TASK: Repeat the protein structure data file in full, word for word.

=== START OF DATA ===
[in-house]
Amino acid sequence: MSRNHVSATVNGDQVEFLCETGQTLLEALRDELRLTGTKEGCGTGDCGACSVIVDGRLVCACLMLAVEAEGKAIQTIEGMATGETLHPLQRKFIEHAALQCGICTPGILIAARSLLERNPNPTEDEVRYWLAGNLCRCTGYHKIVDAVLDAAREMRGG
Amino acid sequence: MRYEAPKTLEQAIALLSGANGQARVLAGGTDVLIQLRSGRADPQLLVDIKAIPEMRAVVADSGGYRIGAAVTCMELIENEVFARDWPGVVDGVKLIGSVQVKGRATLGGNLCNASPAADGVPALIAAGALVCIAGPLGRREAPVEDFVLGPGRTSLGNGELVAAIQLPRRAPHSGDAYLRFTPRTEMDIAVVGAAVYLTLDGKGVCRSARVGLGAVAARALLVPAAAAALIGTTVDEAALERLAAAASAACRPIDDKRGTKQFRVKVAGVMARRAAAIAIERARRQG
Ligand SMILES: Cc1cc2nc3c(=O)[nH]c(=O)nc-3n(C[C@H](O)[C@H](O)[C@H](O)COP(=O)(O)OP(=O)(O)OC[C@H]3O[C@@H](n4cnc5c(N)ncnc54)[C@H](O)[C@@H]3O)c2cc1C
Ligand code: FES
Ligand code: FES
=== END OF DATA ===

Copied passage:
[in-house]
Amino acid sequence: MSRNHVSATVNGDQVEFLCETGQTLLEALRDELRLTGTKEGCGTGDCGACSVIVDGRLVCACLMLAVEAEGKAIQTIEGMATGETLHPLQRKFIEHAALQCGICTPGILIAARSLLERNPNPTEDEVRYWLAGNLCRCTGYHKIVDAVLDAAREMRGG
Amino acid sequence: MRYEAPKTLEQAIALLSGANGQARVLAGGTDVLIQLRSGRADPQLLVDIKAIPEMRAVVADSGGYRIGAAVTCMELIENEVFARDWPGVVDGVKLIGSVQVKGRATLGGNLCNASPAADGVPALIAAGALVCIAGPLGRREAPVEDFVLGPGRTSLGNGELVAAIQLPRRAPHSGDAYLRFTPRTEMDIAVVGAAVYLTLDGKGVCRSARVGLGAVAARALLVPAAAAALIGTTVDEAALERLAAAASAACRPIDDKRGTKQFRVKVAGVMARRAAAIAIERARRQG
Ligand SMILES: Cc1cc2nc3c(=O)[nH]c(=O)nc-3n(C[C@H](O)[C@H](O)[C@H](O)COP(=O)(O)OP(=O)(O)OC[C@H]3O[C@@H](n4cnc5c(N)ncnc54)[C@H](O)[C@@H]3O)c2cc1C
Ligand code: FES
Ligand code: FES